Like Mother, Like Daughter

Freshman+Natalie+Robinson+during+the+daily+drill+team+practice.

Photo by Carlie Clem

Freshman Natalie Robinson during the daily drill team practice.

Story by Hannah Williams, staff writer

“5,6,7,8, turn 1,2, kick 3,4, step step leap… Kick higher, and point your toe on that leap! One more time! 5,6,7,8, turn 1,2…”

Freshman Natalie Robinson watches the drill team director demonstrate the combination. She is used to this sort of thing. Not only is Kristi Robinson the director, she is also Natalie’s mother and dance teacher outside of drill team.

 

For many people, they would not like the idea of their mother being the head of everything they do. Natalie, however, has learned to deal with it.

 

“I have always taught Natalie dance in some form or fashion,” director Kristi Robinson said. “I have either choreographed and taught her solos, taught her as part of a traveling studio competitive dance team or worked with her on technique in our studio at home.”

 

If a student were to have their mother as their teacher, they would probably refer to her as “mom” in class. Natalie does not feel that is right for the rest of the team.

 

“I have to call her Mrs. Kristi during dance or drill team because of the other girls not being able to have their mom as the teacher,” Natalie said. “It’s more of a fairness thing toward the others.”

 

Decisions may seem difficult for Kristi to make when Natalie is involved, but they aren’t based on her daughter. Decisions are made based upon what would benefit the whole team.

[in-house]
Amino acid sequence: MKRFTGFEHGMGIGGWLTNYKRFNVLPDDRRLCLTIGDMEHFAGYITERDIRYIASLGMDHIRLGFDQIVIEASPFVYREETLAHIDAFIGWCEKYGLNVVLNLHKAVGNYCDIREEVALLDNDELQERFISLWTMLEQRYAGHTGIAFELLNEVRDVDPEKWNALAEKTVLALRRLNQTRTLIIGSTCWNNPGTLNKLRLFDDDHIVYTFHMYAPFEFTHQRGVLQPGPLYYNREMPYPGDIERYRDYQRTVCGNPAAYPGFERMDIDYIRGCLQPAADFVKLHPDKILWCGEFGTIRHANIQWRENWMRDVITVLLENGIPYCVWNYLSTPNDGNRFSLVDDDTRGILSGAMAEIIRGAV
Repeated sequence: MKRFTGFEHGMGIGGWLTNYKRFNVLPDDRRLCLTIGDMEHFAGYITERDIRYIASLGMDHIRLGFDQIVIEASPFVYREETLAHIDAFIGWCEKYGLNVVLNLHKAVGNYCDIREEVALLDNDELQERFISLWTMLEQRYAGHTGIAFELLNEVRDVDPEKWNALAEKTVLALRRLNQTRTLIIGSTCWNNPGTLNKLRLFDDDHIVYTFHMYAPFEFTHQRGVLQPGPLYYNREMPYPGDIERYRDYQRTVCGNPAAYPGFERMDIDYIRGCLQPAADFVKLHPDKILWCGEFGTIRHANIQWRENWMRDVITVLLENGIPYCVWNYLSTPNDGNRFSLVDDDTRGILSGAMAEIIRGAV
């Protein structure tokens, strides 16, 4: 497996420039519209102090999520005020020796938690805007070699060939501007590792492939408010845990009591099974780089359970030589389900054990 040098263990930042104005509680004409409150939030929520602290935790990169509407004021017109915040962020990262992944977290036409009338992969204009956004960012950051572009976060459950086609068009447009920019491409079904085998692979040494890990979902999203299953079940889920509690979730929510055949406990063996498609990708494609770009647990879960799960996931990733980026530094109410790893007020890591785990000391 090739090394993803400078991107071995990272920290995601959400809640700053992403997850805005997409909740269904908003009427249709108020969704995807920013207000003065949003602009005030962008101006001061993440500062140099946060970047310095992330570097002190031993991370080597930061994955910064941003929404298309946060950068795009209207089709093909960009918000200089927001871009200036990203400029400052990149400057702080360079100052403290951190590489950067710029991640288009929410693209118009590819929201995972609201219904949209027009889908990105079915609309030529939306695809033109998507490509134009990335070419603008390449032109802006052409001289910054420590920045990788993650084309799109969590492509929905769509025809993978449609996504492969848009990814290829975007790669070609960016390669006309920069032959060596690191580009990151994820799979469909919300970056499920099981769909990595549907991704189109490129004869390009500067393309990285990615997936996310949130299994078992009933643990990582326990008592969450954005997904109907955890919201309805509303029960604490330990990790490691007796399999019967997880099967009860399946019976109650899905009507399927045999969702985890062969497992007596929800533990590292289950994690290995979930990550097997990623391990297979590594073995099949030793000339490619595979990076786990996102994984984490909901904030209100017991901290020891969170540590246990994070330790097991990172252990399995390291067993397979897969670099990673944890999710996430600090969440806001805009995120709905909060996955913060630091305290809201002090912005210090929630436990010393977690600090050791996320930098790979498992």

“I will always try to make the decision that is best for the whole team,” Kristi said. “I try to treat her like I would any other member of the Highsteppers. It is easier not to show nepotism in a drill team setting because the officers judge the weekly tryouts for routines and give the girls individual scores.”

 

As for Natalie, this is nothing new.

 

“I am now used to my mom being involved in everything that I am in,” Natalie said. “It is easier now that I have been doing it for so long.”

 

Kristi does not think it’s hard to think of Natalie as a dance student rather than her daughter.

 

“I have been teaching Natalie since she could walk,” Kristi said. “She has always been a student in my classes. It is really hard for Natalie to have me as her director than it is for the other girls on the team. I know her weaknesses in dance and things that she may struggle with, so it’s hard to overlook that when perfecting the dances.”

 

Natalie plans on staying on the Highsteppers all four years of high school.

 

“My mom does not take me home and practice with me,” Natalie said. “She treats me just like the rest of the team. She tells me what I have done wrong, then I go practice on my own in our little garage dance studio to better myself. When she is helping me with actual dance, she becomes a little more critical just to help me become a better dancer. She is a lot more focused on me when we are working on dances for the studio because it is one on one. We are also able to make up our own stuff and practice it as we go along, and that becomes fun for the both of us.”